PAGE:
Playing by the rules
A second-tier poet, his own life a mess, offers an antic polemic on the reasons for rhyme
The irrepressible protagonist of Nicholson Baker’s new novel, Paul Chowder, puts it like this at one point: “You know what? I could write forever. This is me. This is me you’re getting. Nobody else but me.’’ It’s a gloss, surely, on Baker’s extraordinary literary career.
Now in his early 50s, he has written eight novels; a collection of essays (“The Size of Thoughts’’), containing the brilliant “Lumber’’; “Double Fold,’’ about recent misbehavior by libraries over-anxious to shed their paper holdings by electronic conversion; and most recently, the controversial “Human Smoke: The Beginnings of World War II, the End of Civilization.’’ The novels range from exquisite birds’ eye presentations of the world’s minutiae (“The Mezzanine,’’ “A Box of Matches’’), to creative sexual fantasies (“Vox,’’ “The Fermata’’), to explorations of the mind of an 8-year-old girl (“The Everlasting Story of Nory’’) or of a distraught American determined to assassinate George W. Bush (“Checkpoint’’). What Baker’s novels as well as his essays have in common is an antic, humorous, uncanny sense of the physical constituents of things (how they are put together, how they work) and a conviction that what the writer has to say is absolutely original.
Chowder has written and published poems but is still waiting to come up with a “really good poem.’’ While waiting, he has assembled an anthology of rhyming verse for which he is trying, unsuccessfully, to write an introduction. His girlfriend, Roz, who had been supporting him financially, has moved out, tired of waiting for Chowder to write the introduction and (he admits) because he is “morose,’’ “shockingly messy,’’ and has “irregular sleeping habits.’’ A further complication is that while he is all in favor of poetry that rhymes, he has given it up in his own work, instead composing poems in unrhymed, free verse, which, he agrees with Robert Frost, is like “playing tennis without a net.’’ His distaste for free verse began in fourth grade when the teacher, encouraging students to write poems, assured them they didn’t need to rhyme. As Chowder translates it, “I am going to manacle your poor pliable brains with freedom. I’m going to insist that you must be free.’’ Watching her write “FREE VERSE’’ on the blackboard he disagrees “because rhyme is poetry. Where did Little Miss Muffet sit? Did she sit on a cushion? Did she sit on a love seat? No, she sat on a tuffet. And if it doesn’t rhyme it’s just guano.’’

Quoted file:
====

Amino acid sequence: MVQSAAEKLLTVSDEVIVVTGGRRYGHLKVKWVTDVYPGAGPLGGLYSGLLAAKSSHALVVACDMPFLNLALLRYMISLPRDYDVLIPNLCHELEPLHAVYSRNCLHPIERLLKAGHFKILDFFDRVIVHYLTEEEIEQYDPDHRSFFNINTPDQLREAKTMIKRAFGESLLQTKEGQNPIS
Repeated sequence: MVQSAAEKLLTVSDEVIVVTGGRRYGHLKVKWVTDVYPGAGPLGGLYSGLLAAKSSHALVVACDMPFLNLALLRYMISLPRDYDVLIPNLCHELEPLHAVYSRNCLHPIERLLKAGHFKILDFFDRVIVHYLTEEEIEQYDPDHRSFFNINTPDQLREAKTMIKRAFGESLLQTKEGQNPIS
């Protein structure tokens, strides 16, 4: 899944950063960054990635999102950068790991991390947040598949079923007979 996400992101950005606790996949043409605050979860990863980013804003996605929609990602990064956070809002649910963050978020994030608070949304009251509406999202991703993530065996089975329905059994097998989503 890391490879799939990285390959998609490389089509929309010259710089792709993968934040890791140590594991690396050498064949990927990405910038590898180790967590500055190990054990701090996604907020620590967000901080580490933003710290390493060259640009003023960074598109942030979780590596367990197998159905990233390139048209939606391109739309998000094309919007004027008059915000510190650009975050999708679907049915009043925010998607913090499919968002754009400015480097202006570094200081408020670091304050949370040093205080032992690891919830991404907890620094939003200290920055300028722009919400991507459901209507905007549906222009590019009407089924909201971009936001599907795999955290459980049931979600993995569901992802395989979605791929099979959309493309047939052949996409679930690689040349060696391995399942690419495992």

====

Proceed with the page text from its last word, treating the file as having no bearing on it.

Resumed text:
His polemic against free verse is one of many lively grindable axes that make up Chowder’s mind. He declares that listeners to pop songs know more than metrists do about the rhythms of poetry in English. Stale old words derived from the Greek, like iamb and trochee, impede rather than assist the reader. Iambic pentameter is a particular bête noir since, for Chowder, it’s the four-beat line that is essential to poetry. And poems have “rests’’ at the ends of their lines, as in this piece of light verse by Christopher Morley: “I had almost forgotten (rest)/ That words were made for rhyme: (rest)/ And yet how well I knew it - (rest)/ Once upon a time! (rest).’’ Chirps Chowder, excitedly, “Four beats in the line, the fourth beat being a rest. I hope you can hear it.’’